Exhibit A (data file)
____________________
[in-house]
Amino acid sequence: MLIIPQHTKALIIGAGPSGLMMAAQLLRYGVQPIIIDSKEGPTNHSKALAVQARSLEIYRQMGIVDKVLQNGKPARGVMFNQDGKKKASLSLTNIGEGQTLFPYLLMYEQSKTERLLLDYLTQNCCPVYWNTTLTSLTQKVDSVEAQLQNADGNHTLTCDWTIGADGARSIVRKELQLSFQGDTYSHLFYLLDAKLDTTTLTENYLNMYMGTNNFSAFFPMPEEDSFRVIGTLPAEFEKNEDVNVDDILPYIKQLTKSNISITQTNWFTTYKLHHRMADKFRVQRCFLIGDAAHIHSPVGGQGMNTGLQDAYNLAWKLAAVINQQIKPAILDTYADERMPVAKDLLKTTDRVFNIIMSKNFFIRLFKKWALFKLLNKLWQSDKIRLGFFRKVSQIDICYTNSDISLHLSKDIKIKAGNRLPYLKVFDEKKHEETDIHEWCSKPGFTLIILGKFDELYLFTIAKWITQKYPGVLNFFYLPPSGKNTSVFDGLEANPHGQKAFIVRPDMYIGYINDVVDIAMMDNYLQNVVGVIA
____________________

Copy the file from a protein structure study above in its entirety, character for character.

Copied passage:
[in-house]
Amino acid sequence: MLIIPQHTKALIIGAGPSGLMMAAQLLRYGVQPIIIDSKEGPTNHSKALAVQARSLEIYRQMGIVDKVLQNGKPARGVMFNQDGKKKASLSLTNIGEGQTLFPYLLMYEQSKTERLLLDYLTQNCCPVYWNTTLTSLTQKVDSVEAQLQNADGNHTLTCDWTIGADGARSIVRKELQLSFQGDTYSHLFYLLDAKLDTTTLTENYLNMYMGTNNFSAFFPMPEEDSFRVIGTLPAEFEKNEDVNVDDILPYIKQLTKSNISITQTNWFTTYKLHHRMADKFRVQRCFLIGDAAHIHSPVGGQGMNTGLQDAYNLAWKLAAVINQQIKPAILDTYADERMPVAKDLLKTTDRVFNIIMSKNFFIRLFKKWALFKLLNKLWQSDKIRLGFFRKVSQIDICYTNSDISLHLSKDIKIKAGNRLPYLKVFDEKKHEETDIHEWCSKPGFTLIILGKFDELYLFTIAKWITQKYPGVLNFFYLPPSGKNTSVFDGLEANPHGQKAFIVRPDMYIGYINDVVDIAMMDNYLQNVVGVIA